561 F2d 169 Truelsen v. European Health Spa of Nebraska Inc
561 F.2d 169
Charles H. TRUELSEN, Trustee, Appellee,
EUROPEAN HEALTH SPA OF NEBRASKA, INC., a Colorado
Corporation, and European Health Spas, Inc., a
Utah Corporation, Appellants.
United States Court of Appeals,
Submitted Sept. 1, 1977.
Decided Sept. 8, 1977.
C. Keith Rooker and Clayton J. Parr, Salt Lake City, Utah, and Susman, Stern, Heifetz, Lurie & Sheehan, St. Louis, Mo., for appellants.
Harry H. Foulks, Omaha, Neb., for appellee.
Before GIBSON, Chief Judge, HEANEY, Circuit Judge, and DEVITT, District Judge.*
This is a diversity case for breach of contract. Defendants claimed the contract was void for lack of consideration, mutual mistake of fact and, in any event, denied any breach. The jury found against defendants on special interrogatories, and the District Court1 granted judgment for the plaintiff. Defendants appealed.
Prior to June 1968, Interstate Investment, Inc. (Interstate) had leased property in Omaha, Nebraska, and had begun remodeling to open a health spa. Robert L. Rice, Ken Melbry and Les Workman were also interested in opening a spa in Omaha. Negotiations were held resulting in an agreement signed in June 1968 under which Interstate assigned its lease and all interest in the partially completed spa to defendant European Health Spa of Nebraska, Inc., (EHS). Interstate received 20% of the stock of EHS; the remaining 80% went to Rice, Melbry, Workman and their investors.2
The present litigation arose from an agreement entered into on March 20, 1970, that superseded the 1968 agreement. Under the 1970 agreement the 20%-80% stock proportion was restated even though reorganization had rendered it obsolete. In addition, the agreement provided that, beginning with September 1969, 8% of the after-tax gross income of EHS would be paid to Rice, Melbry and Workman and 2% of after-tax gross income would be paid to plaintiff Charles H. Truelsen as trustee.
Under the 1970 agreement, as found by the trial court, the amounts paid into trust were to be applied toward reduction of all construction debts incurred by Interstate relating to the health spa. The trust was to continue until all such debts3 were paid. During that time the payments by EHS were to comprise the entire profit or income share of Interstate. EHS made the required payments through March 1972, totaling $14,269.21. Defendants contend that only the unpaid construction debts of Interstate were to be paid by the trustee and further that some of these debts are now barred by the statute of limitations.
Truelsen, as trustee, filed this suit for an accounting on January 31, 1975. After a jury rejected the defenses of lack of consideration and mutual mistake of fact, the District Court sustained plaintiff's motion for summary judgment on the verdict. The trial court found that the obligation of EHS under the 1970 agreement to pay into the corpus of this trust was unrelated to the running of the statute of limitations or any other defense of Interstate to the construction debt. The Court held such defenses have no bearing on plaintiff because his relationship is one of trustee to beneficiary rather than debtor to creditor.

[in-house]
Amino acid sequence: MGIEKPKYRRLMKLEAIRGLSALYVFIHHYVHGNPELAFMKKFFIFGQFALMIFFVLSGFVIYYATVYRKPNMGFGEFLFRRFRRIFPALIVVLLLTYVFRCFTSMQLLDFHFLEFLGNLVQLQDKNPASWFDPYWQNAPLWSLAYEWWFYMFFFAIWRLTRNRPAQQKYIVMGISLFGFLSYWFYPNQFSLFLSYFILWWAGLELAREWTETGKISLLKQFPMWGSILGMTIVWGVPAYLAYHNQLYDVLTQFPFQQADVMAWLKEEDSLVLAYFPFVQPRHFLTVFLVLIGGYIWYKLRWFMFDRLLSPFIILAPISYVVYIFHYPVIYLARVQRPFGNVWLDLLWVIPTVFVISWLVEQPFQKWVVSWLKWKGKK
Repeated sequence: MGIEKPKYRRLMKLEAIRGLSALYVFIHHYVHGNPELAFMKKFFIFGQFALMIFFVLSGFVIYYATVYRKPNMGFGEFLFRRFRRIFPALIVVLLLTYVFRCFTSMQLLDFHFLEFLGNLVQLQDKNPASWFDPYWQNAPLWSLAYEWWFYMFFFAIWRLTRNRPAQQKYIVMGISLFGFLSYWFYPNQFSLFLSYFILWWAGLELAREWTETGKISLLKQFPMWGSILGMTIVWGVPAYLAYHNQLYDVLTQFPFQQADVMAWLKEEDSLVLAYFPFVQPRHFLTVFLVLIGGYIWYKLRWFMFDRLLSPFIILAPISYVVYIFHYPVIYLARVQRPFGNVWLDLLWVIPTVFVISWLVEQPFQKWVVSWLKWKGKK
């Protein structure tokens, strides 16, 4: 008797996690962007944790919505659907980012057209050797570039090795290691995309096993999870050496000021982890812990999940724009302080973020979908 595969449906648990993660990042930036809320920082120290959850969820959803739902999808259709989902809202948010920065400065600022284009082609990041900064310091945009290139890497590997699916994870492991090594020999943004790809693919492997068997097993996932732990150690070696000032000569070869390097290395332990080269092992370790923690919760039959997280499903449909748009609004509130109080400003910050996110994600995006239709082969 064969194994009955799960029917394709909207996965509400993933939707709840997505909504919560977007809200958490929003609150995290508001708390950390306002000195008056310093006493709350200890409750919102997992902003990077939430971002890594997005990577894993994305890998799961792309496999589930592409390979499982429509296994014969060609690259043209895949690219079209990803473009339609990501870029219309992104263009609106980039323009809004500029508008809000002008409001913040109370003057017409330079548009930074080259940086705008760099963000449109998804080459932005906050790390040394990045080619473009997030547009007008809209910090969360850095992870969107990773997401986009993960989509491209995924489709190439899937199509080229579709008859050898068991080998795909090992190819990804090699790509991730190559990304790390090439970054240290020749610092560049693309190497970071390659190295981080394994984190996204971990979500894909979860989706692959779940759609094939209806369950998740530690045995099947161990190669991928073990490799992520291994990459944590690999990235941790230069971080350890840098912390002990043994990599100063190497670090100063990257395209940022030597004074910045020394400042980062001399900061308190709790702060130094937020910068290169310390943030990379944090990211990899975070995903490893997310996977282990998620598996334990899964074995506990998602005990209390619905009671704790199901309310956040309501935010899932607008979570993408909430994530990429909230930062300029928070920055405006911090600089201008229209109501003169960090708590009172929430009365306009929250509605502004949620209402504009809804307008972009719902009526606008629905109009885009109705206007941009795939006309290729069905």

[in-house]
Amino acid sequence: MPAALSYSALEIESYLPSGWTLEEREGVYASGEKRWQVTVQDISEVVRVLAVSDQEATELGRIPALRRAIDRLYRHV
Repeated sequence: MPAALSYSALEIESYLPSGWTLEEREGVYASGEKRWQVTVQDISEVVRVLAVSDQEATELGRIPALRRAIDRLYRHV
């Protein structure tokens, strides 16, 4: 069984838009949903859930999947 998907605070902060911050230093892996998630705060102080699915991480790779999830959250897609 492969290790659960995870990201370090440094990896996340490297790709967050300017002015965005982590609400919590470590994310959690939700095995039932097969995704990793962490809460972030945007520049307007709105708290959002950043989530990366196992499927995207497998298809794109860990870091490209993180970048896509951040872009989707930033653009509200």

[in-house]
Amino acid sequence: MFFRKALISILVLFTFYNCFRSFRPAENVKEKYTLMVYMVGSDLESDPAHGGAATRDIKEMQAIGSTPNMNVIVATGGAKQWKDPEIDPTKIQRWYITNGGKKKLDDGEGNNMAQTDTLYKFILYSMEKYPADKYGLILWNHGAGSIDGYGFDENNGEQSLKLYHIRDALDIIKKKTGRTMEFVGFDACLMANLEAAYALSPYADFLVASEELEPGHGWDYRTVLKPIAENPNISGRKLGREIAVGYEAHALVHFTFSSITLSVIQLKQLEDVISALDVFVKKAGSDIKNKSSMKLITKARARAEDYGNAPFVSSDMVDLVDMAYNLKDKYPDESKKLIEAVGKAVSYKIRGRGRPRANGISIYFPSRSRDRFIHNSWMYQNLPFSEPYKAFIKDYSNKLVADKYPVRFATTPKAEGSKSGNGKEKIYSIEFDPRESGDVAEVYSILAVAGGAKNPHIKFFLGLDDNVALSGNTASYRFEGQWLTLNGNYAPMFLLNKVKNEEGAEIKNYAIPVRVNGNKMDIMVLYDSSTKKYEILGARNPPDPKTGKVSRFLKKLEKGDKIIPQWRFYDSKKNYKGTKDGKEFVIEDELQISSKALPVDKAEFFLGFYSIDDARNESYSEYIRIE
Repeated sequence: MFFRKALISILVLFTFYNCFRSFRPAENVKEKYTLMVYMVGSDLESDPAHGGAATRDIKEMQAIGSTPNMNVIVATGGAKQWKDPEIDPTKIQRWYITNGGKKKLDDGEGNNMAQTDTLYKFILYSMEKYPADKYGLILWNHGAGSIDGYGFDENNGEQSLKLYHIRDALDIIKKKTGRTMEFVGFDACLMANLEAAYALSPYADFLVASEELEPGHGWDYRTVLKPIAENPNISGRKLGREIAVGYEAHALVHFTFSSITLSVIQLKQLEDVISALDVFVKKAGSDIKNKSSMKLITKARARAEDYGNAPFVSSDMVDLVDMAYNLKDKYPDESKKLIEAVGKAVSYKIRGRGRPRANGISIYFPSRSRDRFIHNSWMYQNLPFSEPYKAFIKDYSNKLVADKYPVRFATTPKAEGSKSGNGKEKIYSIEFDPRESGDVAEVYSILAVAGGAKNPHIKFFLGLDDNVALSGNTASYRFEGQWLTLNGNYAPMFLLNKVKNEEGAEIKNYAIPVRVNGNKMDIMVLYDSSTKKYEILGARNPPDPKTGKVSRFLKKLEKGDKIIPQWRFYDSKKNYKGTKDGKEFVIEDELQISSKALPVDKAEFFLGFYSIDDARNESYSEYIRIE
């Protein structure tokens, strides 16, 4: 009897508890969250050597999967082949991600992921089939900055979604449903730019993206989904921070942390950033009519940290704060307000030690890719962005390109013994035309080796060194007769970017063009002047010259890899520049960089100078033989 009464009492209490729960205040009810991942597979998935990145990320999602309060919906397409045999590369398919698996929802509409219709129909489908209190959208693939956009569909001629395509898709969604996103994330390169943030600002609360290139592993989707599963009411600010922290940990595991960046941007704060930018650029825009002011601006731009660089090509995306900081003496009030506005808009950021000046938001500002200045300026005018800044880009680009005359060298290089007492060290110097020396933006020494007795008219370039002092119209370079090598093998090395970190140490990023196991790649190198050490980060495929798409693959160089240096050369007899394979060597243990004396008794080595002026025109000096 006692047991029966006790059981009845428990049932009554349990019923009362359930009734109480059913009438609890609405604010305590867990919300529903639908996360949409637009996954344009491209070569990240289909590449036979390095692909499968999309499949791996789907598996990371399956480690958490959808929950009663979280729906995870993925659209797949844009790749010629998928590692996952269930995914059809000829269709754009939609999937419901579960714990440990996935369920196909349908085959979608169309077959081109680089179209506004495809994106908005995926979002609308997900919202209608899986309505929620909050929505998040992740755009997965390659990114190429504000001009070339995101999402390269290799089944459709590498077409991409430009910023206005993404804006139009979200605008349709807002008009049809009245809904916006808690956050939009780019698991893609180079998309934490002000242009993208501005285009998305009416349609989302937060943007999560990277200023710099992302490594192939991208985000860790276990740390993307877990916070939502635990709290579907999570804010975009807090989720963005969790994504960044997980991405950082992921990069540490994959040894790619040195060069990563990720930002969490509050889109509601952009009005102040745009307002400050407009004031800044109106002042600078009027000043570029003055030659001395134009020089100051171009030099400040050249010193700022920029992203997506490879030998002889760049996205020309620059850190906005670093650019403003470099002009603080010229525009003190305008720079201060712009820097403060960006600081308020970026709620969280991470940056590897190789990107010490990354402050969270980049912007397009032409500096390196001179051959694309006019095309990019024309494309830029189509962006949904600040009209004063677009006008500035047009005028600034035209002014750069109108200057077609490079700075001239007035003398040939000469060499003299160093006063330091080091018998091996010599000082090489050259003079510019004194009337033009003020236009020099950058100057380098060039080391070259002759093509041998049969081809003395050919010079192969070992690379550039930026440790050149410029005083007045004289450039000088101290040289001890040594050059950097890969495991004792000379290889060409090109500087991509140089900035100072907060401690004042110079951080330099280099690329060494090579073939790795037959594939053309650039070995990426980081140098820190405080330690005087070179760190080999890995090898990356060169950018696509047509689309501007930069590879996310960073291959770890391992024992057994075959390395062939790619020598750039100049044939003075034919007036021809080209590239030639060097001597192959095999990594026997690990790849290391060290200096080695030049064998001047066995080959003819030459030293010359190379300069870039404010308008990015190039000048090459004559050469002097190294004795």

Upon a review of the record and of the briefs of the parties, we are convinced that the trial court's findings of fact are not clearly erroneous and that it applied correct principles of law to the factual issues presented. The 1970 agreement was drafted by an attorney for EHS. In Nebraska, as elsewhere, a contract is construed most strongly against the draftsman. Timmerman Bros., Inc. v. Quigley, 198 Neb. 129, 251 N.W.2d 877 (1977); Omaha Public Power Dist. V. Natkin & Co., 193 Neb. 518, 227 N.W.2d 864 (1975). The trial court's construction of the contract is certainly a permissible one and in fact appears to be the most rational construction of the ambiguous contract drafted by defendant EHS. If defendants intended for the trust to pay only outstanding unpaid claims, the contract could have unequivocally so stated, and defendants must bear the burden of any ambiguity arising from this contract.
The judgment of the District Court is affirmed.
The Honorable Edward J. Devitt, Chief Judge, United States District Court for the District of Minnesota, sitting by designation
The Honorable Albert G. Schatz, United States District Judge for the District of Nebraska
On June 27, 1968, all EHS stock was exchanged for stock in Kennebec Consolidated Mining Company as part of a reorganization. Subsequent reorganizations resulted in defendant European Health Spas, Inc. owning all stock in EHS
Paragraph 5 of the 1970 agreement acknowledged that Interstate had expended for construction a total of $75,563.25. It further stated that Interstate's "share of the profits derived from the operation of (EHS), as hereinabove set forth, shall be used by (Interstate) as payment for said construction expenses."